A Few Notes on Marble

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September 23, 2020 by The Citron Review

by Jennifer Stewart Miller


After improvements in transportation made it easier to cart the stone from distant quarries, marble headstones became popular in 19th C. New England and beyond. While costly, white marble is particularly elegant, and soft enough to be intricately carved. It’s a metamorphic rock—formed when great heat and pressure crush buried limestone for an unfathomable time. Marble is mostly calcium carbonate—as are pearls and Tums. Some marble is even ground up to make Tums. Acid rain is a problem, as marble headstones try to neutralize the acid as if they were giant antacid tablets—dissolving themselves in the process. Inscriptions on marble can be as difficult to read as the minds of those buried under them.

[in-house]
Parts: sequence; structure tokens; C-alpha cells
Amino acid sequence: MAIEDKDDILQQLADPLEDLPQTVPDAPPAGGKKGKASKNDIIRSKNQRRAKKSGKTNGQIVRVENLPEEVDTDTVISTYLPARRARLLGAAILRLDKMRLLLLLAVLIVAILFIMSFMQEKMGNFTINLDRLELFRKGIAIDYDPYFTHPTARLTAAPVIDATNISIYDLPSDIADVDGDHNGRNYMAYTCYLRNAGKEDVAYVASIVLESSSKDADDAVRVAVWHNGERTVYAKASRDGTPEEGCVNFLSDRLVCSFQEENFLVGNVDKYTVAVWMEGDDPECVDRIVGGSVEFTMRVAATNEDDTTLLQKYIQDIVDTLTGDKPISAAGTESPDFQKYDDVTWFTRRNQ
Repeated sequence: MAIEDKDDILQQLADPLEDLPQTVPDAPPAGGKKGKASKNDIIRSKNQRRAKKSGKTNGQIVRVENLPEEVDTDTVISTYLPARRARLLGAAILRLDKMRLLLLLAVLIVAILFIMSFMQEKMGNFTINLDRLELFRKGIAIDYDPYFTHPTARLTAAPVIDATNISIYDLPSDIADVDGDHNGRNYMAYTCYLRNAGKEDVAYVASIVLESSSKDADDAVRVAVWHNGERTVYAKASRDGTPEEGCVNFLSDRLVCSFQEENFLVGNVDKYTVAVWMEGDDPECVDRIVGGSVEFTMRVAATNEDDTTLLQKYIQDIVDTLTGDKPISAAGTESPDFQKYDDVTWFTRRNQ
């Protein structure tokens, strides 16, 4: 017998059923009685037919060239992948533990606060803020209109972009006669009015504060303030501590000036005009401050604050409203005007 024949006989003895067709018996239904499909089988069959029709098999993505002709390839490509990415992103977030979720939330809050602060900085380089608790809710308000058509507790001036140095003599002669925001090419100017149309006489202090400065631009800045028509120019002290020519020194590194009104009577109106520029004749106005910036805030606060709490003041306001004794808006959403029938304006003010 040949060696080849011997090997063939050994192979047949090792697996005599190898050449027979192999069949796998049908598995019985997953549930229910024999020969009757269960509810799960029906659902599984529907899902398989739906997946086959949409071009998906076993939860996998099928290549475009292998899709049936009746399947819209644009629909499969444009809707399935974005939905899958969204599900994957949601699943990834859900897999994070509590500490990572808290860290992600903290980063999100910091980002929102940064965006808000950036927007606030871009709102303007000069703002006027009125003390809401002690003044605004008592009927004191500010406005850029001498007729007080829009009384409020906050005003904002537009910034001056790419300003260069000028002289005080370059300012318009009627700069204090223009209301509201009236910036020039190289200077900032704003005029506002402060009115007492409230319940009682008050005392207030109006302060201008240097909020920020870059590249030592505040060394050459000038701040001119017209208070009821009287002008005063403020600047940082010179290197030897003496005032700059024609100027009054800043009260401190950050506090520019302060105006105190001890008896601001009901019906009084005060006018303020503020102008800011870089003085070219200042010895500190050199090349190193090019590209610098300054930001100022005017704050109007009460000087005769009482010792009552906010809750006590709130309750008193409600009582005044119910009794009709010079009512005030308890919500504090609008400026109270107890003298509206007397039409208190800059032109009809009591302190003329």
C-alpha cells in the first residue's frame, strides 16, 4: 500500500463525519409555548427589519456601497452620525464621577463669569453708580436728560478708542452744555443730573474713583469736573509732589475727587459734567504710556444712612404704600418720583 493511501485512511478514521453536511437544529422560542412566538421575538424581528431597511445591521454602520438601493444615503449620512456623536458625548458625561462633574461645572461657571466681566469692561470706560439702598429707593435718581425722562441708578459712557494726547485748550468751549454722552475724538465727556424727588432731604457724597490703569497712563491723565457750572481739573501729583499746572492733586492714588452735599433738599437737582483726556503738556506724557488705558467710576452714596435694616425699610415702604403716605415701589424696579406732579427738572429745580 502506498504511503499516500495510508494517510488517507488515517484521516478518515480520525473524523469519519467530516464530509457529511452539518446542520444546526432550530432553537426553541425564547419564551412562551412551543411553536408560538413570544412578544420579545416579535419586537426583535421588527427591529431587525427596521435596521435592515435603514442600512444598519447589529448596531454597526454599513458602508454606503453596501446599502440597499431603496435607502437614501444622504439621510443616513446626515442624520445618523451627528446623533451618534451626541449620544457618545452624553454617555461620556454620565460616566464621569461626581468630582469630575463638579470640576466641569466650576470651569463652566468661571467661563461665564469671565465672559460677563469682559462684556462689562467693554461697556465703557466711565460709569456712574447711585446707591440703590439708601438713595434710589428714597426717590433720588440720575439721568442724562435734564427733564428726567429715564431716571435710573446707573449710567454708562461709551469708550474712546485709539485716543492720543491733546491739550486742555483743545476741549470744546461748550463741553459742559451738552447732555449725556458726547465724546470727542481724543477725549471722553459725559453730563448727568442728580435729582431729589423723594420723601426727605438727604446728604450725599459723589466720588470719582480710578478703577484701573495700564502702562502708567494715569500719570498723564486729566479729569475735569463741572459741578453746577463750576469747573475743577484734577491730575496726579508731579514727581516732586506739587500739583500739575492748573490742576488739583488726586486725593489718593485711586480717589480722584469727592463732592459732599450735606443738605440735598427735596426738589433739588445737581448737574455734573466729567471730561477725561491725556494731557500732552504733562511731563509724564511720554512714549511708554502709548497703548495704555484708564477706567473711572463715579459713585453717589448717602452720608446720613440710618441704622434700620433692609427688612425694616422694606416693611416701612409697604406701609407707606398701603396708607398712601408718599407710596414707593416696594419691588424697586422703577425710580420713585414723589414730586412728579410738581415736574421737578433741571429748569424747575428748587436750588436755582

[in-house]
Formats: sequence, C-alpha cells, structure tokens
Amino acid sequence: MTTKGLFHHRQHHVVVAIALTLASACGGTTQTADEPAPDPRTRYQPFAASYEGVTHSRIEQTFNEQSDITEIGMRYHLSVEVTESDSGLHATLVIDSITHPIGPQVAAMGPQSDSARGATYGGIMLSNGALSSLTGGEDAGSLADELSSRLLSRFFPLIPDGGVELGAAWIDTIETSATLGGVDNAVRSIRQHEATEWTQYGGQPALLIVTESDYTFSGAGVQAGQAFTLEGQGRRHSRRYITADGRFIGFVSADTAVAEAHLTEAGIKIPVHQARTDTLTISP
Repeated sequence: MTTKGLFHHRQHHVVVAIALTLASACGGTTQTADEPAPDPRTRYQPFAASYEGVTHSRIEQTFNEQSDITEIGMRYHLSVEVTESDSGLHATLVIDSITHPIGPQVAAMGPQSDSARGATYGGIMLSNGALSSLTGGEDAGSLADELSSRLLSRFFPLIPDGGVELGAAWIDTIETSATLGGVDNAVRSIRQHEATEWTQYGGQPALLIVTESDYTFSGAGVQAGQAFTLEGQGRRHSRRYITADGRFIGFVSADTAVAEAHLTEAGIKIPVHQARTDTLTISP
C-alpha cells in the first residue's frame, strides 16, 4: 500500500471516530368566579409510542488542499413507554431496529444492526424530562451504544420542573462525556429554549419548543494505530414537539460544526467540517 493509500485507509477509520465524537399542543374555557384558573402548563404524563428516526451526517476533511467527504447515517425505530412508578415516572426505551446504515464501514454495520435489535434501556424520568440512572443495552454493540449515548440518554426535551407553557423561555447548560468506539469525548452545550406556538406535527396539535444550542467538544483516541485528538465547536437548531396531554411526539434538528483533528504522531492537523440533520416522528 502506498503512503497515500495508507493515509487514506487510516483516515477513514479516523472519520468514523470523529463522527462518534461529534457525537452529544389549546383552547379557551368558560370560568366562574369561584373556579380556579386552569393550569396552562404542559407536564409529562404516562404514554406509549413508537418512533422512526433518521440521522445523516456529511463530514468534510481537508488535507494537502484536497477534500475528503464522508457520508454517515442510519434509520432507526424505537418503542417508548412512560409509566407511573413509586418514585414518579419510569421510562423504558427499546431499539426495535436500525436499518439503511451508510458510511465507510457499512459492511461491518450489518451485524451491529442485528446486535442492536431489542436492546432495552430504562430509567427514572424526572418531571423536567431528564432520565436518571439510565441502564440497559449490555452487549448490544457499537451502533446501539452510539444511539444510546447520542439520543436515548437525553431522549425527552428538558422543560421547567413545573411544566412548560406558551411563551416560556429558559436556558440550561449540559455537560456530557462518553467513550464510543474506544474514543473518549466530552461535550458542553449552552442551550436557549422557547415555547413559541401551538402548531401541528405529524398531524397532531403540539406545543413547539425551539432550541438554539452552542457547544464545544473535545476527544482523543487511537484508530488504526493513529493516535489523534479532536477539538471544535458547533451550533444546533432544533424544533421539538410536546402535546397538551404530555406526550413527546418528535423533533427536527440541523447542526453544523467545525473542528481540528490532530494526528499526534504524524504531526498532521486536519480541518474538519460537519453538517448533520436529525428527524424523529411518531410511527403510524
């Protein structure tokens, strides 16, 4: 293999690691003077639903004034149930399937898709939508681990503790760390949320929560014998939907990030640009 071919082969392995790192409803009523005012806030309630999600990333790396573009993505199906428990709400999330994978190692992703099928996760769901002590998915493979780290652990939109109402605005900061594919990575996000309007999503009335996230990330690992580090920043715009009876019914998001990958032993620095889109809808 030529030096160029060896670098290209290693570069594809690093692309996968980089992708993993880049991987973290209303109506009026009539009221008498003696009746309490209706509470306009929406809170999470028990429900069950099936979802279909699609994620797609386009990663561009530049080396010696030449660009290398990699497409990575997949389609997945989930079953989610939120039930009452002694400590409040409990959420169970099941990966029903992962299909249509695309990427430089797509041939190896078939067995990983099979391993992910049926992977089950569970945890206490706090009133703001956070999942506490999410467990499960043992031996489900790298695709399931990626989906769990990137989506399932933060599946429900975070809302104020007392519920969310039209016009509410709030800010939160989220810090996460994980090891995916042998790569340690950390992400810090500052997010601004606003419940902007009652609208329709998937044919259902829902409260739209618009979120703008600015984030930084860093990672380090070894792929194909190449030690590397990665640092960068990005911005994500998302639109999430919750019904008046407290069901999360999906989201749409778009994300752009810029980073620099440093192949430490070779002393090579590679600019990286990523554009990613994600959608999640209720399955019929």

Jennifer Stewart Miller’s manuscript Thief is the winner of the 2020 Grayson Books Poetry Prize. She is also the author of A Fox Appears: a biography of a boy in haiku (2015) and a chapbook, The Strangers Burial Ground (Seven Kitchens Press 2020). Recent work has appeared in Aquifer: The Florida Review Online, DIALOGIST, RHINO, Sugar House Review, and elsewhere. Her poems have received Pushcart Prize and Best of the Net nominations and been featured on Verse Daily.


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